They discovered that the grass in its native Europe show a typical decrease of genetic diversity at the edge of the range, constraining its ability to adapt and expand into new conditions. But in the US invasive range, they found a different story. There, the invasive plants thrive on infusions of Europe-wide genetic material, allowing them to quickly adapt to new conditions and continue their quiet march into new fields and wetlands.

“The problem is that these invasive species at the range margin are maintaining all of the genetic diversity which represents a substrate for future evolution,” Molofsky says, “so when climates begin to change we expect that some individuals from those populations will be able to grow in new conditions. But it is unlikely that native species have maintained enough genetic variability to move with rapid climate changes.” Invaders persist, natives expire.

For land managers, farmers, nursery owners and others the implications of this study are also weighty. It seems likely that a considerable number of horticultural and agricultural plants that currently seem benign could become invasive by the same mechanism that affected reed canarygrass, and that climate change will increase the intensity of this problem.

“If people had stopped introducing the grass, we might not have this problem now,” Molofsky said, “but it seemed fine then.”

Other plants may soon follow this path. “Some in the nursery industry argue, 'well, we can have barberry here, because its not invasive in Vermont,' My point is, 'yes, not now, but keep introducing it and let it mix and with climate change we'll have it later,'” Molofsky says. “Just keep planting it out there, and 20 years from now when it's 2 degrees warmer you're going to see it in the forest.”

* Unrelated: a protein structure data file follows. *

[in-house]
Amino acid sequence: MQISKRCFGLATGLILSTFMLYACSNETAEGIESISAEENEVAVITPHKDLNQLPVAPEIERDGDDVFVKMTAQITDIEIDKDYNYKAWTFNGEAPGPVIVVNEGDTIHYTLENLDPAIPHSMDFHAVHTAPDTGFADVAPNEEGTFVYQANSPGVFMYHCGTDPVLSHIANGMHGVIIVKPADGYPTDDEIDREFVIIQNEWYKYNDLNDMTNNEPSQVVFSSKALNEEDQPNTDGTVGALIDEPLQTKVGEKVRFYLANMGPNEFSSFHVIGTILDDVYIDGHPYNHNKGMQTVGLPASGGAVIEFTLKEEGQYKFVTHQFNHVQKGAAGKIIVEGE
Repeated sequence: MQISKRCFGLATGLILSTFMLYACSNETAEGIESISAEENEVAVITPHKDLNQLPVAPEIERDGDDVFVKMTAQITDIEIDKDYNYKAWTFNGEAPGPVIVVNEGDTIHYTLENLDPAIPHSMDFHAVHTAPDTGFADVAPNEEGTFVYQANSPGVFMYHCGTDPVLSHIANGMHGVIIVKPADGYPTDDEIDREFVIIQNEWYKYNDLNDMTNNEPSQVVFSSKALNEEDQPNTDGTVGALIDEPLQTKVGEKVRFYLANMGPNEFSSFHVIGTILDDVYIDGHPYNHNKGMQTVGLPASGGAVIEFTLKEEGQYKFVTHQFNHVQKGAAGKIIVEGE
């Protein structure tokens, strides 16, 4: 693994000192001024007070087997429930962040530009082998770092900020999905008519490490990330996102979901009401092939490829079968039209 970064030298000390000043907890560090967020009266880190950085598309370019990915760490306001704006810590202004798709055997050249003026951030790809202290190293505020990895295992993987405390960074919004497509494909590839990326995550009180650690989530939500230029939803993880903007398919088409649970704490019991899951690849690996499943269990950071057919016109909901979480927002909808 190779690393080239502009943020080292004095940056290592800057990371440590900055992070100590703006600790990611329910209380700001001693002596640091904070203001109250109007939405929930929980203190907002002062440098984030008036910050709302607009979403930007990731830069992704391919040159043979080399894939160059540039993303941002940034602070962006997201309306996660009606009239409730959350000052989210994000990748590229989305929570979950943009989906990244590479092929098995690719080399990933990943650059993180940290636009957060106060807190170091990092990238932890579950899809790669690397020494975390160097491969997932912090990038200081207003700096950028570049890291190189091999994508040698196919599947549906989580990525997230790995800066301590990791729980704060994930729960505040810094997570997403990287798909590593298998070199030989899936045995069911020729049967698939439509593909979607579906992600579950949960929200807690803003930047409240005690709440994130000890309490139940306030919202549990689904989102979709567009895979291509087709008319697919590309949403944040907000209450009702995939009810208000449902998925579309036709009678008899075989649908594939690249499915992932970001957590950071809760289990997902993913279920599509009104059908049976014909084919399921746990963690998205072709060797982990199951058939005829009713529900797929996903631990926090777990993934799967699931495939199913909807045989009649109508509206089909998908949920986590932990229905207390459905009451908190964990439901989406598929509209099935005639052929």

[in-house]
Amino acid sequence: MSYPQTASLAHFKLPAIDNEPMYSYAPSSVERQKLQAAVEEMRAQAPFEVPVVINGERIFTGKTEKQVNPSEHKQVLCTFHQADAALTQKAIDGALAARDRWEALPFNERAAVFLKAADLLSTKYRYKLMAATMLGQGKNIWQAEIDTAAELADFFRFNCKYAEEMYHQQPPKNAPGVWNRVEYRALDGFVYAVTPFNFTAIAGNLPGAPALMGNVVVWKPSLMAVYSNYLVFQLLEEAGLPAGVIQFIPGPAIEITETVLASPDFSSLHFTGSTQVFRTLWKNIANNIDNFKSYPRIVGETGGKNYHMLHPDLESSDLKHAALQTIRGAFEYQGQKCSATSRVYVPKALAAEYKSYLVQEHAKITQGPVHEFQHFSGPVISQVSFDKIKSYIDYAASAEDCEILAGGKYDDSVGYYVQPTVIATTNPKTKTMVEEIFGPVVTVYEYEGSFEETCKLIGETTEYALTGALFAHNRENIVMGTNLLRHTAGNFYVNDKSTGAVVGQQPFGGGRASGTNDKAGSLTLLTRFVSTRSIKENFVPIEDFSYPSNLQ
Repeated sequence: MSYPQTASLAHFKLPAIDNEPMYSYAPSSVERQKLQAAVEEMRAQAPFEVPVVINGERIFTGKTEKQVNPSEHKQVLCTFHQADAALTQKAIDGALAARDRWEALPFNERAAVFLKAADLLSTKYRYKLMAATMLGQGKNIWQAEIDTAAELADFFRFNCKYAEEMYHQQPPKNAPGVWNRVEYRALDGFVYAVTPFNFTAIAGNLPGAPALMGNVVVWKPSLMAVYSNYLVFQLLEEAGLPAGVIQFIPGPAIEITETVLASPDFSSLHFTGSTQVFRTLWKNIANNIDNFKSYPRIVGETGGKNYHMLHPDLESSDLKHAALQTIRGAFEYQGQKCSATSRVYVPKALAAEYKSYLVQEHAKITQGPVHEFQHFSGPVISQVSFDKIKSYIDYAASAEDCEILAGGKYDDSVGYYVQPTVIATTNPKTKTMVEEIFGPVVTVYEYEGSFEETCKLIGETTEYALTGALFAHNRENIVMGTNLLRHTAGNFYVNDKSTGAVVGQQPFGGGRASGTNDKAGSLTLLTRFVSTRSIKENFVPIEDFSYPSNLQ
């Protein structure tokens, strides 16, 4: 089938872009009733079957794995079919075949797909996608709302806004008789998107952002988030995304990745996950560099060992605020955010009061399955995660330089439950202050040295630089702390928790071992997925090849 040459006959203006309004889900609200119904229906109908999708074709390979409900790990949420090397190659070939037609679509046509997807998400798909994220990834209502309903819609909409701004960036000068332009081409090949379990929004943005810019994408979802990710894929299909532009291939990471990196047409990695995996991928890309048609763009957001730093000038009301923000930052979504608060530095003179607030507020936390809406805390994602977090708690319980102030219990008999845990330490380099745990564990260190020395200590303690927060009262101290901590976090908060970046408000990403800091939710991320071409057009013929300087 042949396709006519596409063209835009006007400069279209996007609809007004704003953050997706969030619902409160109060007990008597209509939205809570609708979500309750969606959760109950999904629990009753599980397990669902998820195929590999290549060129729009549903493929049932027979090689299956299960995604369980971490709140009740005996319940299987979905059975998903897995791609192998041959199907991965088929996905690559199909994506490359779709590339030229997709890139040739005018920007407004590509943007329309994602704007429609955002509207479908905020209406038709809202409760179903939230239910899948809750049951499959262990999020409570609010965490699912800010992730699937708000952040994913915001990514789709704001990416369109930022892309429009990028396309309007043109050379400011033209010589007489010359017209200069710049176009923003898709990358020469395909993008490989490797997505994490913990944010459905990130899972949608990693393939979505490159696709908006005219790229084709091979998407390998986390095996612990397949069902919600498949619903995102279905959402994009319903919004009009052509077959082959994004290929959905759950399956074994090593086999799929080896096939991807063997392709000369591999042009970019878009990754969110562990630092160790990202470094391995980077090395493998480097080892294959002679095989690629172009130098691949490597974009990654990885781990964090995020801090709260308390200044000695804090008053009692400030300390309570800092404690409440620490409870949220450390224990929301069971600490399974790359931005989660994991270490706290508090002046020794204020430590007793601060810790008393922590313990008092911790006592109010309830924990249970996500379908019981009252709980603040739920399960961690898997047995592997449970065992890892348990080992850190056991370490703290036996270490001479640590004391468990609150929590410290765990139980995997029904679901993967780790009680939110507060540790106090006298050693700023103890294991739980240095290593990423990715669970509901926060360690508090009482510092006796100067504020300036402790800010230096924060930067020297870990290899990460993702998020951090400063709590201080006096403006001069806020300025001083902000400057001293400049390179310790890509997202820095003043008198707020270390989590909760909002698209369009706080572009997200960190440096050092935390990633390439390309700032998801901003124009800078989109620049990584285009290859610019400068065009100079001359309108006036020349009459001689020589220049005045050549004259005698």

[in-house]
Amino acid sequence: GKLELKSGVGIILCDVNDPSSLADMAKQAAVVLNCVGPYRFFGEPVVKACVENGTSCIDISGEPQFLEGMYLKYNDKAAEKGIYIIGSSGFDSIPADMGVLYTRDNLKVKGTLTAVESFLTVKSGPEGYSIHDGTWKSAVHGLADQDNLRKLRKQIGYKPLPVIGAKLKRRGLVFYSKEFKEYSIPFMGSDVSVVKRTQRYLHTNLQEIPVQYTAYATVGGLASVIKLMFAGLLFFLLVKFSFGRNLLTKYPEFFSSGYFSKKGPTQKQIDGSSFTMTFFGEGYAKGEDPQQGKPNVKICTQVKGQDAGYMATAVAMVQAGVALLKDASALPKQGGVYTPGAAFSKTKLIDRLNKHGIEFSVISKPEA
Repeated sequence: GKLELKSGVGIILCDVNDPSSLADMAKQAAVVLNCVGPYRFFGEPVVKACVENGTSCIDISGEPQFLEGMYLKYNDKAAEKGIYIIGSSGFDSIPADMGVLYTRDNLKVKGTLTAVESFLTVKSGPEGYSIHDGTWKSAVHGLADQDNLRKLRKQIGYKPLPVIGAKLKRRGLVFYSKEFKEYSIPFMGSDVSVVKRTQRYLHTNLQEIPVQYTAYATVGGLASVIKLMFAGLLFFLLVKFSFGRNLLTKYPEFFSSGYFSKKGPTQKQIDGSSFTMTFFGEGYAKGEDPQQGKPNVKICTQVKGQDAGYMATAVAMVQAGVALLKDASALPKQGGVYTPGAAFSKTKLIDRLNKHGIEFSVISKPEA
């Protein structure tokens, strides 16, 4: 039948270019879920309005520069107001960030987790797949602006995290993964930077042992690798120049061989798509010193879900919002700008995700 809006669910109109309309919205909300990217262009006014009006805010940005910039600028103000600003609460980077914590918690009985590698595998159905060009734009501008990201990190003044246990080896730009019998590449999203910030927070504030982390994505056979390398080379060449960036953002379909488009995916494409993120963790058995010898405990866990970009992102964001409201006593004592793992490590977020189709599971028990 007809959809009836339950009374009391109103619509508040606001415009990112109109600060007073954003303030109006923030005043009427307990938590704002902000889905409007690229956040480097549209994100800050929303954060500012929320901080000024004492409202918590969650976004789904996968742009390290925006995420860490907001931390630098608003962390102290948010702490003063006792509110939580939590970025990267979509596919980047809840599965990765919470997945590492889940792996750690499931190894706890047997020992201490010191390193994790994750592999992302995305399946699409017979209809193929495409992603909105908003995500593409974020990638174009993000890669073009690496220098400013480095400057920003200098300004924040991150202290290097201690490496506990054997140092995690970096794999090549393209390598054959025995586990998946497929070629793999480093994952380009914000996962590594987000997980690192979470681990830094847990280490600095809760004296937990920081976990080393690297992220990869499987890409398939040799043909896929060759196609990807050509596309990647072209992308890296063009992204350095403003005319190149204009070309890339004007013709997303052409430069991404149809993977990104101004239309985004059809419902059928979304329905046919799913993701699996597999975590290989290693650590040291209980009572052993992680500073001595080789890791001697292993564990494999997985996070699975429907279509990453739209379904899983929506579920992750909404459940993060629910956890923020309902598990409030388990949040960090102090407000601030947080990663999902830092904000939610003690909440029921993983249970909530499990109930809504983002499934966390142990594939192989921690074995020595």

“Some people are thinking of species as static, like they can't evolve,” she says. Her study shows otherwise.

Media Contact

Joshua Brown EurekAlert!

Weitere Informationen:

http://www.pnas.org/ http://www.uvm.edu

Alle Nachrichten aus der Kategorie: Agricultural and Forestry Science

Zurück zur Startseite

Kommentare (0)

Schreib Kommentar

Neueste Beiträge

An artificial cell on a chip

Researchers at the University of Basel have developed a precisely controllable system for mimicking biochemical reaction cascades in cells. Using microfluidic technology, they produce miniature polymeric reaction containers equipped with…

Specific and rapid expansion of blood vessels

Nature Communications: KIT researchers identify a new mechanism to control endothelial cell size and arterial caliber – basis for better treatment of heart infarct and stroke. Upon a heart infarct…

Climate change drives plants to extinction in the Black Forest in Germany

Climate change is leaving its mark on the bog complexes of the German Black Forest. Due to rising temperatures and longer dry periods, two plant species have already gone extinct…

By continuing to use the site, you agree to the use of cookies. more information

The cookie settings on this website are set to "allow cookies" to give you the best browsing experience possible. If you continue to use this website without changing your cookie settings or you click "Accept" below then you are consenting to this.

Close